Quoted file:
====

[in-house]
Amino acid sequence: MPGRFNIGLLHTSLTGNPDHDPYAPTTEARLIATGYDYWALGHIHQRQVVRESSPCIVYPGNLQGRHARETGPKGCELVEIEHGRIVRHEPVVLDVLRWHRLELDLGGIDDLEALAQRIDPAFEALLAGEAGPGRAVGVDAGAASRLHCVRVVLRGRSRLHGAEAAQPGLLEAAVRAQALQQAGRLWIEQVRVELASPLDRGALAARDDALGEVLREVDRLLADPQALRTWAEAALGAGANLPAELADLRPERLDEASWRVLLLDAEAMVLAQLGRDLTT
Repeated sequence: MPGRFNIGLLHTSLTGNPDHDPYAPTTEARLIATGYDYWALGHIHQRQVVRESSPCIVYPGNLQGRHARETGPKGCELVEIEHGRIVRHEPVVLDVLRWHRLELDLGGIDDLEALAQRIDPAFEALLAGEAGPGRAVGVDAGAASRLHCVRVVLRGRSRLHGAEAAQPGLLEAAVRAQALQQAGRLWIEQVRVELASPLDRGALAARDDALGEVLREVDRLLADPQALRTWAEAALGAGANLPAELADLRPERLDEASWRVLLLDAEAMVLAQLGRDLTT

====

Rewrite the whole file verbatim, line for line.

[in-house]
Amino acid sequence: MPGRFNIGLLHTSLTGNPDHDPYAPTTEARLIATGYDYWALGHIHQRQVVRESSPCIVYPGNLQGRHARETGPKGCELVEIEHGRIVRHEPVVLDVLRWHRLELDLGGIDDLEALAQRIDPAFEALLAGEAGPGRAVGVDAGAASRLHCVRVVLRGRSRLHGAEAAQPGLLEAAVRAQALQQAGRLWIEQVRVELASPLDRGALAARDDALGEVLREVDRLLADPQALRTWAEAALGAGANLPAELADLRPERLDEASWRVLLLDAEAMVLAQLGRDLTT
Repeated sequence: MPGRFNIGLLHTSLTGNPDHDPYAPTTEARLIATGYDYWALGHIHQRQVVRESSPCIVYPGNLQGRHARETGPKGCELVEIEHGRIVRHEPVVLDVLRWHRLELDLGGIDDLEALAQRIDPAFEALLAGEAGPGRAVGVDAGAASRLHCVRVVLRGRSRLHGAEAAQPGLLEAAVRAQALQQAGRLWIEQVRVELASPLDRGALAARDDALGEVLREVDRLLADPQALRTWAEAALGAGANLPAELADLRPERLDEASWRVLLLDAEAMVLAQLGRDLTT